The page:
Peters Against Aggregation

23 April 2009 at 4:27 pm Leave a comment

| Peter Klein |

When I saw the title of Brayden’s post, “Don’t Give Up on Aggregation Yet, Peter,” I thought he’d been reading my macroeconomics posts. Alas, Brayden, prefers meatier fare, such as this post by Barnard College sociologist Peter Levin. Levin is worried about the aggregation of knowledge represented by the open-source, wikified, crowdsourcing movement about which people are all, well, atwitter. (We’ve expressed more than a few reservations about this stuff ourselves.) His main concern, if I understand correctly, is the possibility of information cascades. However, much of the cascades literature deals not with the wisdom of crowds, but the wisdom of experts (tulip-bulb traders, mortgage-backed securities underwriters, etc.). The more expertise decision-makers grant to their peers, the more likely  they — in the face of uncertainty — will interpret their peers’ (ostensibly expert) opinions as reliable indicators of underlying reality, and hence the greater the likelihood of cascades.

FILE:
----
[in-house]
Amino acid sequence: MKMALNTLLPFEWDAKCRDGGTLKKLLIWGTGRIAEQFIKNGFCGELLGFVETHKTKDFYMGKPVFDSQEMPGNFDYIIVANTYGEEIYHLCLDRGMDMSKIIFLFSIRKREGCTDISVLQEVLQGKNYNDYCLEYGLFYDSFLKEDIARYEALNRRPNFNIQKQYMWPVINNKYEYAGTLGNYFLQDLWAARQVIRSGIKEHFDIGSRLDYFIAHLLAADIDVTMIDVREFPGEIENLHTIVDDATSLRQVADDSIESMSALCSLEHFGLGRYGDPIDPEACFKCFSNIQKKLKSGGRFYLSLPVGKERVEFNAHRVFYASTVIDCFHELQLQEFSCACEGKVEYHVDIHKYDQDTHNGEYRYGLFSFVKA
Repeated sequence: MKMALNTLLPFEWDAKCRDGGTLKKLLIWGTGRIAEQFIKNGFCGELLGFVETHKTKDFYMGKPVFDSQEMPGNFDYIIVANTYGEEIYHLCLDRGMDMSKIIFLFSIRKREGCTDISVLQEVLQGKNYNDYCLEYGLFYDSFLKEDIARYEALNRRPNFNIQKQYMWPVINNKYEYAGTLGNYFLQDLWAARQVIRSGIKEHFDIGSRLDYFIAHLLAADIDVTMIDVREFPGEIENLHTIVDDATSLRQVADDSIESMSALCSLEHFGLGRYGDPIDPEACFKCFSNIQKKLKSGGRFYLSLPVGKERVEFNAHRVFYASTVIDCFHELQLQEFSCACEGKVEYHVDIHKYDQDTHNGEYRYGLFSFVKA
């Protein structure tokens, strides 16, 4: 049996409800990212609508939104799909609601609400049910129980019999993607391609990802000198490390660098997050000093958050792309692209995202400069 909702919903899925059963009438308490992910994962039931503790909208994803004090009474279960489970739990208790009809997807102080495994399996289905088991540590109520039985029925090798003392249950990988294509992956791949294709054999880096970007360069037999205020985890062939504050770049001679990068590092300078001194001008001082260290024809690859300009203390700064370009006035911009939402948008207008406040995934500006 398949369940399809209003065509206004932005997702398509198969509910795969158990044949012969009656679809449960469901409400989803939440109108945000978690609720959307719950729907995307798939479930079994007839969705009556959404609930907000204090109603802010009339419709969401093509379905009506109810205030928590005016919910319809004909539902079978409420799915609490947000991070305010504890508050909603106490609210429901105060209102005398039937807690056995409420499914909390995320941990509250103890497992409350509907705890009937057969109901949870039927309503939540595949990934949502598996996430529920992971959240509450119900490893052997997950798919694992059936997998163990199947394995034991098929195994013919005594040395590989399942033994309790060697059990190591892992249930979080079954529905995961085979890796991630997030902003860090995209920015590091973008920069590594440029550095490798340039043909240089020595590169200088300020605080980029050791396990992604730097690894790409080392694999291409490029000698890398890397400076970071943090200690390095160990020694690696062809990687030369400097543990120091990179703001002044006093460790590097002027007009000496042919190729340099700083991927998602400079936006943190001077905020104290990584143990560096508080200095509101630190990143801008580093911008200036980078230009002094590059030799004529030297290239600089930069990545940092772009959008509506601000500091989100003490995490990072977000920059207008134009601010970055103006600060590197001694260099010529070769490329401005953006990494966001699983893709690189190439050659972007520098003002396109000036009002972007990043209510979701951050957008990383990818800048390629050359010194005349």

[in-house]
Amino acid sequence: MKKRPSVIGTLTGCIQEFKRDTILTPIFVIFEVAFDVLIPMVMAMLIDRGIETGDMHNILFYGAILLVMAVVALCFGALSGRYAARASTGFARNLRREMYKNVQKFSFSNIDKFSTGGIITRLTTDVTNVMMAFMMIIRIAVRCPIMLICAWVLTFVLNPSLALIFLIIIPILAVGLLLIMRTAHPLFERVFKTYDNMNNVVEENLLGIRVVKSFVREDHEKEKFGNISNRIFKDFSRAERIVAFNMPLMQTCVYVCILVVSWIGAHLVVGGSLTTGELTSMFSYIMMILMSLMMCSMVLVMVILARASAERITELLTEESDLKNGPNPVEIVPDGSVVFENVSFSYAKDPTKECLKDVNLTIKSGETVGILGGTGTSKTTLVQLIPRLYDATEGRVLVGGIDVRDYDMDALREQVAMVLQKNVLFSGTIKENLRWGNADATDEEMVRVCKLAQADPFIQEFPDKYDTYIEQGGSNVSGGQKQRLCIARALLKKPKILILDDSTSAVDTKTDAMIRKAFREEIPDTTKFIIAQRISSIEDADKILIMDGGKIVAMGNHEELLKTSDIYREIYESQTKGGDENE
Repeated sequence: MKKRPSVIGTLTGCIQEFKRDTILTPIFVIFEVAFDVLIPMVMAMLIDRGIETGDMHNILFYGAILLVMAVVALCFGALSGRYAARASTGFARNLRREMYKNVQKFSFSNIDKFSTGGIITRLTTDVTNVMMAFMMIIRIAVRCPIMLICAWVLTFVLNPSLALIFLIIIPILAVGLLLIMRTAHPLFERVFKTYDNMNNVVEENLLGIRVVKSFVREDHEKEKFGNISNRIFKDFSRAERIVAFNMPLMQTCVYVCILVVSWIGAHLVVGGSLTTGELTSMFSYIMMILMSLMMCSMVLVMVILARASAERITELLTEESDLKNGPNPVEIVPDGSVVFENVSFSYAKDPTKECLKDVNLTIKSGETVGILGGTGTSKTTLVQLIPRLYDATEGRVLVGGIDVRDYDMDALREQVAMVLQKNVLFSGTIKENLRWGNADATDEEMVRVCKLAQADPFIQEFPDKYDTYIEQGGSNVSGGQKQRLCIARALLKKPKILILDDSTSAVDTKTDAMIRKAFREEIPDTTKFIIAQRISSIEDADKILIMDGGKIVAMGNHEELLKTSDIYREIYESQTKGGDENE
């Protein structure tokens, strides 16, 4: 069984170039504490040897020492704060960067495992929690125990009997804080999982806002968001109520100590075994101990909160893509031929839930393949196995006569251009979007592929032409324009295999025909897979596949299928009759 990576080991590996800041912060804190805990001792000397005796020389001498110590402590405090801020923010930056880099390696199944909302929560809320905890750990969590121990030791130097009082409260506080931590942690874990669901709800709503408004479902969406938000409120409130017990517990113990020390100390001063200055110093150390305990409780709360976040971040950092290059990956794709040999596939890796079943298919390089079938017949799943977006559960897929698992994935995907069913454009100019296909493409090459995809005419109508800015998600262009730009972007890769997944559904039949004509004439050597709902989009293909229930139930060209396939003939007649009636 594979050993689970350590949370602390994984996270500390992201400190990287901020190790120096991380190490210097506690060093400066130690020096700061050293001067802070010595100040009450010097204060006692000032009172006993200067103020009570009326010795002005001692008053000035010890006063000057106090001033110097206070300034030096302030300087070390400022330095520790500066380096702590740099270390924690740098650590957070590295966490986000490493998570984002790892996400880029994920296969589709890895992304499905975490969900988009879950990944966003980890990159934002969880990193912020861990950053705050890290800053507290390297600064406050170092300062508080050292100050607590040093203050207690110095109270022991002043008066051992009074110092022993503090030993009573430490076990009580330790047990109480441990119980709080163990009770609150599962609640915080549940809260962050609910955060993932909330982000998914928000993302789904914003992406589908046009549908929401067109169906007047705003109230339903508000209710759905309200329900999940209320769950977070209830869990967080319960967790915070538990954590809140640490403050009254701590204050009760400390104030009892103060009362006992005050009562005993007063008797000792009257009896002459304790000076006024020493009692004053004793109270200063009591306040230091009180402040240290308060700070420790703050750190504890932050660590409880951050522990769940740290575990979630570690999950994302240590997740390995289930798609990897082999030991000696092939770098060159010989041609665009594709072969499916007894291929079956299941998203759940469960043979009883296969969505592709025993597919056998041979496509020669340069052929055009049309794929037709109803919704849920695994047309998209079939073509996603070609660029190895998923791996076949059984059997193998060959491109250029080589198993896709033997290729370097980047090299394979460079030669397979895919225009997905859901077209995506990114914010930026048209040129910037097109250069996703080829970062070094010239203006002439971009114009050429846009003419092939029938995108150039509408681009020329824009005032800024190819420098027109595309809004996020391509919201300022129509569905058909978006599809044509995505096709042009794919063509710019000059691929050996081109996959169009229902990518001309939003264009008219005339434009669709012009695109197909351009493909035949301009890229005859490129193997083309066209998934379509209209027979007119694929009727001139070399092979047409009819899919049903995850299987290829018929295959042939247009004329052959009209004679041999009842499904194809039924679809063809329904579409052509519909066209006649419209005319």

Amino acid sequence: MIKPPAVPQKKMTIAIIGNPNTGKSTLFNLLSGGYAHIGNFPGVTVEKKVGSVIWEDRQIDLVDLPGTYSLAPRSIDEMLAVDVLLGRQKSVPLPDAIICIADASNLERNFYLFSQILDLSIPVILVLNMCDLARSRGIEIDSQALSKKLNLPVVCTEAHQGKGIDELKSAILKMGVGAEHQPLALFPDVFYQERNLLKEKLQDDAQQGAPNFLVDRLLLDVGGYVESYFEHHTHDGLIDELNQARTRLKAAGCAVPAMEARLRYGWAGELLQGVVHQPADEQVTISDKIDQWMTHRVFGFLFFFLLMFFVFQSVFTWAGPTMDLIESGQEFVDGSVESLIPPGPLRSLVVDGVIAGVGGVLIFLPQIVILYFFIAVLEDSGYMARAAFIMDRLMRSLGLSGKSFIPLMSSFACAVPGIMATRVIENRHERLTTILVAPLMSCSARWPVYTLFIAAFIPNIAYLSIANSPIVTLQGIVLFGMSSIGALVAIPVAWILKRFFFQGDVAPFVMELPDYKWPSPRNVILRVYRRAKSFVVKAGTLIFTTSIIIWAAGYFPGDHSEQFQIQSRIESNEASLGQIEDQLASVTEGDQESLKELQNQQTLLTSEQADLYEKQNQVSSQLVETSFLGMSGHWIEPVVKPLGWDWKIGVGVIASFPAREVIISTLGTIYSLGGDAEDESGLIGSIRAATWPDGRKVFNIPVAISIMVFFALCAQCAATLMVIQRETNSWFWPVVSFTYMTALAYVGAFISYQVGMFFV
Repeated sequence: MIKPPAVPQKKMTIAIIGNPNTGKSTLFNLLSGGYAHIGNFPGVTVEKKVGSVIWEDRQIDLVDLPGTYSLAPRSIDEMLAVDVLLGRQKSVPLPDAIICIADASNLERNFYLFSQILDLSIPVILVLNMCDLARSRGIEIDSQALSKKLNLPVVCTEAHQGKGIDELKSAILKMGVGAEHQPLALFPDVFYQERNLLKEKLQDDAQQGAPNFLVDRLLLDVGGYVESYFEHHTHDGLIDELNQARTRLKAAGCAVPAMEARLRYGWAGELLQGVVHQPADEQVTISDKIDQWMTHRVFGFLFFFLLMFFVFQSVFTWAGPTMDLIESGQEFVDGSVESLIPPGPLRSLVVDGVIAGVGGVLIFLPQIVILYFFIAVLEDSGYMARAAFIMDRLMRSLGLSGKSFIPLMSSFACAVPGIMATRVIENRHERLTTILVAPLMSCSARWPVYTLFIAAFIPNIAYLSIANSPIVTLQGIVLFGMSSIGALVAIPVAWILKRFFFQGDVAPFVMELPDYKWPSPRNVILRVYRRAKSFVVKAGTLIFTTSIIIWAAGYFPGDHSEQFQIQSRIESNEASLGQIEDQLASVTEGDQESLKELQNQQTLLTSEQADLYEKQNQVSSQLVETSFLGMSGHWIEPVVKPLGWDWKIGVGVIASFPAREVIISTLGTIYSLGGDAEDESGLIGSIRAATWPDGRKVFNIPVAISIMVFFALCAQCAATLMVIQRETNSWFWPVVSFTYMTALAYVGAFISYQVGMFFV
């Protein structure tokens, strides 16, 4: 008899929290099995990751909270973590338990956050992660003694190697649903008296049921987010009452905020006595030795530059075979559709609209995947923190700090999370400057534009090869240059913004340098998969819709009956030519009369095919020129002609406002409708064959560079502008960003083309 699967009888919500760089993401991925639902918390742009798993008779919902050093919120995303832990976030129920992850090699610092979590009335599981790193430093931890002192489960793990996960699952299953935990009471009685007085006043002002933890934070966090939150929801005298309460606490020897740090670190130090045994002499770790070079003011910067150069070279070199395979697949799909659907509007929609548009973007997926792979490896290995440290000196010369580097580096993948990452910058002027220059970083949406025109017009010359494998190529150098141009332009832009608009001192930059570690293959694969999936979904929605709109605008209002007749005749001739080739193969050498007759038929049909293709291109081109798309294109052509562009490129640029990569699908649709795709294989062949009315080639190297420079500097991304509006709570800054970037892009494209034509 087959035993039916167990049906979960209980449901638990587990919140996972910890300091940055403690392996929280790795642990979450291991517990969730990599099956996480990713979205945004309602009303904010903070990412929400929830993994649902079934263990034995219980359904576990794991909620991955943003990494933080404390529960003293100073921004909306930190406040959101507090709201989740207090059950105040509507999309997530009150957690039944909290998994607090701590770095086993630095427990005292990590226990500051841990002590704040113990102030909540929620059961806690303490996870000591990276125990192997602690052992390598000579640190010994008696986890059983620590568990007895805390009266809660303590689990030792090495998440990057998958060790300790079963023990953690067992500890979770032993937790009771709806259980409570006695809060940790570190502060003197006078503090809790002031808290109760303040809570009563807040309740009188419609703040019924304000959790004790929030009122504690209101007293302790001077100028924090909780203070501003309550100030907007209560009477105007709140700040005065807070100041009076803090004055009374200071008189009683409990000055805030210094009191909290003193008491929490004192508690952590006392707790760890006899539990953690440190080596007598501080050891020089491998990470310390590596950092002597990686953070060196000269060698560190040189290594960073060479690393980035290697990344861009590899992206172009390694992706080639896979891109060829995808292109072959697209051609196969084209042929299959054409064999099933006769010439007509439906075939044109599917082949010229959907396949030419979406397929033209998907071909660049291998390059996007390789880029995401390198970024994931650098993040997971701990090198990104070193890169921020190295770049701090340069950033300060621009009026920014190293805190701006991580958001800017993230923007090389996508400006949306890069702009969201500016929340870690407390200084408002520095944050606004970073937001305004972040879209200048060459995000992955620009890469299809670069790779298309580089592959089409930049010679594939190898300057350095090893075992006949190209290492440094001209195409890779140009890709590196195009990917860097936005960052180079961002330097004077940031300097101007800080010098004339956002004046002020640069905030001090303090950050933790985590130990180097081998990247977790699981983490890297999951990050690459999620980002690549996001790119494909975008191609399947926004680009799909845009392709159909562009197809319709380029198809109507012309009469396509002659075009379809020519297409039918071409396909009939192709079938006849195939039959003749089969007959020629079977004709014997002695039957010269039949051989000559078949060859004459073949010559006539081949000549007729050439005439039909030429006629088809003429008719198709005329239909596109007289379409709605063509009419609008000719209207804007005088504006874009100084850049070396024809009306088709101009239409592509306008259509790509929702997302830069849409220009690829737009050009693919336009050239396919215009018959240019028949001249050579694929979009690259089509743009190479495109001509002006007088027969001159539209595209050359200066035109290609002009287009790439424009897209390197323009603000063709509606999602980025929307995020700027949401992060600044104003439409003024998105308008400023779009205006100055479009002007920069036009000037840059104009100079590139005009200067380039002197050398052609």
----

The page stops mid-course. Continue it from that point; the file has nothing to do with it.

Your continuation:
Brayden takes a different tack, arguing that aggregation mechanisms can be designed to mitigate the chance of outliers biasing the results. I think Brayden is right but am not sure his comments address the underlying mechanism — the microfoundations, to use a certain co-blogger’s favorite term — that Levin is worried about.

Entry filed under: - Klein -, Innovation, Institutions, Management Theory.

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